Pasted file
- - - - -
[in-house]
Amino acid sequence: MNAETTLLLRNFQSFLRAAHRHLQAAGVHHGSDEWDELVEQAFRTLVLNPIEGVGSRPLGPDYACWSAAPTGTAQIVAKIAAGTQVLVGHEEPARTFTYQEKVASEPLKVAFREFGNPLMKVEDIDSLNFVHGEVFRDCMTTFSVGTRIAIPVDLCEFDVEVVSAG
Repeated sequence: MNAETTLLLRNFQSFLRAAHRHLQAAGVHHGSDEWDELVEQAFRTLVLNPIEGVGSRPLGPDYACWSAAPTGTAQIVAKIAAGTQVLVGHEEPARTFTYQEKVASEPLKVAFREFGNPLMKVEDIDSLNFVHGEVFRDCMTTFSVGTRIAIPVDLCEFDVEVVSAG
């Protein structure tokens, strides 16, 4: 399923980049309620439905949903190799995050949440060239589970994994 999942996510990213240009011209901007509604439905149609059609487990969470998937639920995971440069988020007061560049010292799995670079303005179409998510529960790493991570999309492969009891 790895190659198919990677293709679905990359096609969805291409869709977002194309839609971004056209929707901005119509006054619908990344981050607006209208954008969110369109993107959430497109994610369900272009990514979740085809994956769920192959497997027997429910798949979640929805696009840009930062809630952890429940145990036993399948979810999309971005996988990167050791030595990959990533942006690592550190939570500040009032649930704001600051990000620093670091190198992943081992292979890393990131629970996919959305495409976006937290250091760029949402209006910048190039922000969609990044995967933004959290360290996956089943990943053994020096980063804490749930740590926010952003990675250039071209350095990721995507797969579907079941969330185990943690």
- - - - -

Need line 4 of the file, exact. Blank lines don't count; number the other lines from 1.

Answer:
């Protein structure tokens, strides 16, 4: 399923980049309620439905949903190799995050949440060239589970994994 999942996510990213240009011209901007509604439905149609059609487990969470998937639920995971440069988020007061560049010292799995670079303005179409998510529960790493991570999309492969009891 790895190659198919990677293709679905990359096609969805291409869709977002194309839609971004056209929707901005119509006054619908990344981050607006209208954008969110369109993107959430497109994610369900272009990514979740085809994956769920192959497997027997429910798949979640929805696009840009930062809630952890429940145990036993399948979810999309971005996988990167050791030595990959990533942006690592550190939570500040009032649930704001600051990000620093670091190198992943081992292979890393990131629970996919959305495409976006937290250091760029949402209006910048190039922000969609990044995967933004959290360290996956089943990943053994020096980063804490749930740590926010952003990675250039071209350095990721995507797969579907079941969330185990943690």